Something’s not right in Beach Haven.
Jen Noonan’s father thinks a move to Harmony House is the key to salvation, but to everyone who has lived there before, it is a portal to pure horror.
After her alcoholic mother’s death, Jen’s father cracked. He dragged Jen to a dilapidated old manor on the shore of New Jersey to start their new lives—but Jen can tell that the place has an unhappy history. She can feel it the same way she can feel her anger flowing out of her, affecting the world in strange ways she can’t explain.
But Harmony House is more than just a creepy old estate. It’s got a chilling past—and the more Jen discovers its secrets, the more the house awakens. Visions of a strange boy who lived in the house long ago follow Jen wherever she goes, and her father’s already-fragile sanity disintegrates before her eyes. As the forces in the house join together to terrorize Jen, she must find a way to escape the past she didn’t know was haunting her—and the mysterious and terrible power she didn’t realize she had.
Harmony can sometimes be scary
The prologue of Harmony House had me hooked on the very first sentence. Overall the book is a fast read and has twists and turns to help give that "spooky" story feel. The plot kept me intrigued and kept me guessing through a few parts.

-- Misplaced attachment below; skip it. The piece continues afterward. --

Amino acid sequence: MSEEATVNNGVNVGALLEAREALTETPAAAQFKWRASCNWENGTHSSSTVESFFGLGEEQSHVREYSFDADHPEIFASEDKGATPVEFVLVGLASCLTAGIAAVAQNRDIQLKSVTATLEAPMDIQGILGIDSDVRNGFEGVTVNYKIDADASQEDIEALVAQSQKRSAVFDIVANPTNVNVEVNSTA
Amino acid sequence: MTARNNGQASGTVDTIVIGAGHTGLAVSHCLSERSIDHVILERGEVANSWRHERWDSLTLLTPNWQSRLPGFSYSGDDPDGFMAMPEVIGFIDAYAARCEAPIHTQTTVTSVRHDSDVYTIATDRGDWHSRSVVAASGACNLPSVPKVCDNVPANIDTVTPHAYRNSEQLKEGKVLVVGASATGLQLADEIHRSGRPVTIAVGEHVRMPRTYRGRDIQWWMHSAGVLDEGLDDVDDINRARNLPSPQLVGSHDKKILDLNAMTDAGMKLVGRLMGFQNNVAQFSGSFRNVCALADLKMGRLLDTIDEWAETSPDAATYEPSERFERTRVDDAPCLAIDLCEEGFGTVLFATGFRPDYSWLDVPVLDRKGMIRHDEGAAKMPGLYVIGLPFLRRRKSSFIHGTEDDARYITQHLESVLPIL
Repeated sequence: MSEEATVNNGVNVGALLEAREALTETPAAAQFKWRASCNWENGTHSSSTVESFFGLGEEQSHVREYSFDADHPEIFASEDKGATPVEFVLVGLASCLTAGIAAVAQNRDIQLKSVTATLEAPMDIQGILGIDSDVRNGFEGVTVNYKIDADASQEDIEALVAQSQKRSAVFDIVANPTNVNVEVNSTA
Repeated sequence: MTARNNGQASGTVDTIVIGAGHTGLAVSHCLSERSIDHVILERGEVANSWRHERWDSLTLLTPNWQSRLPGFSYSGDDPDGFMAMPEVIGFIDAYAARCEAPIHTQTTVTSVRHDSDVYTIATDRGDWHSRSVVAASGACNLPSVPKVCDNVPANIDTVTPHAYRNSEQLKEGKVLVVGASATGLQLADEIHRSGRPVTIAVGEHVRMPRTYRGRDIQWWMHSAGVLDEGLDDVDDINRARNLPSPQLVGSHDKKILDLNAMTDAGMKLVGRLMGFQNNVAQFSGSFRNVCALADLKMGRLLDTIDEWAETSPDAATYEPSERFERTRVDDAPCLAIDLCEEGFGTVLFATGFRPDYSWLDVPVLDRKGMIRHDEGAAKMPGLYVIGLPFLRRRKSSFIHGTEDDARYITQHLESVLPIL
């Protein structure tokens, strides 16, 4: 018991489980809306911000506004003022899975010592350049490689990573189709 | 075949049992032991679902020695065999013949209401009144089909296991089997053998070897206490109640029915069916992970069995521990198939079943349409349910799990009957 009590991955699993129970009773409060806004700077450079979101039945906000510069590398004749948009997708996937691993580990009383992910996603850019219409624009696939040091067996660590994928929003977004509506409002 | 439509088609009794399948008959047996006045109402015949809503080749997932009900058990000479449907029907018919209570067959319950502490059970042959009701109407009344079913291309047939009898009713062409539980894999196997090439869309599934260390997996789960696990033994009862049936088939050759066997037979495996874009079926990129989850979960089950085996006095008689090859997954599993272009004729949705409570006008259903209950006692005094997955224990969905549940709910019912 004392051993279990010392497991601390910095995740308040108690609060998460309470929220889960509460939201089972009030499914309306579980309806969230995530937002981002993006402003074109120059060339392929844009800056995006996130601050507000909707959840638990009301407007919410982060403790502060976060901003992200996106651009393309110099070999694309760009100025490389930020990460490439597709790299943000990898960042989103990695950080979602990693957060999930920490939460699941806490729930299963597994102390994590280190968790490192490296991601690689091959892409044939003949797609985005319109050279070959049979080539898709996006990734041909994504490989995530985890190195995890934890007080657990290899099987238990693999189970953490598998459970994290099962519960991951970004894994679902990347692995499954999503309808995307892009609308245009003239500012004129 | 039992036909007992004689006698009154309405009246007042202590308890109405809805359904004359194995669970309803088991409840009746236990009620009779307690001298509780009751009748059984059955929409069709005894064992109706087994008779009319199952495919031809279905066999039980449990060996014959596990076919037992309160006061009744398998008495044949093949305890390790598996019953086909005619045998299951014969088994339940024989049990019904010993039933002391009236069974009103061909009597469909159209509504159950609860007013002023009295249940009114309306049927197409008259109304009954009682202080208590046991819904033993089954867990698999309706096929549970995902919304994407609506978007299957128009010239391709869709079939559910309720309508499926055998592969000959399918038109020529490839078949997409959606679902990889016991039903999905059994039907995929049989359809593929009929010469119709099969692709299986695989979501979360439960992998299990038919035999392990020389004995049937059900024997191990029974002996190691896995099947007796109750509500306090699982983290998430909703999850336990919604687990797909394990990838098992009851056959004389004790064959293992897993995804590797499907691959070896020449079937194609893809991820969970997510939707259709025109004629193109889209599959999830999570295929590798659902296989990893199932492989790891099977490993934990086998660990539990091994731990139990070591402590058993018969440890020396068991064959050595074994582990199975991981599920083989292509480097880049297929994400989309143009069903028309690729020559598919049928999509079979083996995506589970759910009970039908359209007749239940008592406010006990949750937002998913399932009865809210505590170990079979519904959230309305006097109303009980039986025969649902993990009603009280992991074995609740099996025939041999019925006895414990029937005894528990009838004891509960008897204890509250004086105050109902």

What I liked best: An easy read, that definitely fills the thriller ghostly genre. Harmony house is that fun book you curl up under a blanket with a flashlight kind of read. Nic Sheff does a good job crafting the story and getting the reader fully immersed in the plot. Every little detail is important, even when you think they are unimportant, they give clues to what is happening in the story. I like that the author seems to have placed everything in the story for a specific reason.
What left me wanting more: Personally, I would have loved to feel more of a connection with the characters. But, when thinking about my favorite horror stories and movies, I don't think I form those connections. I love a good horror flick, but if I get too connected I end up hiding under the covers upstairs in bed. Keeping that separation allows me to enjoy the suspense, get my adrenaline pumping. Then I am able to put the book down take a deep sigh and not have to worry about looking around each corner. It's why I love certain horror stories more than others. I need that separation.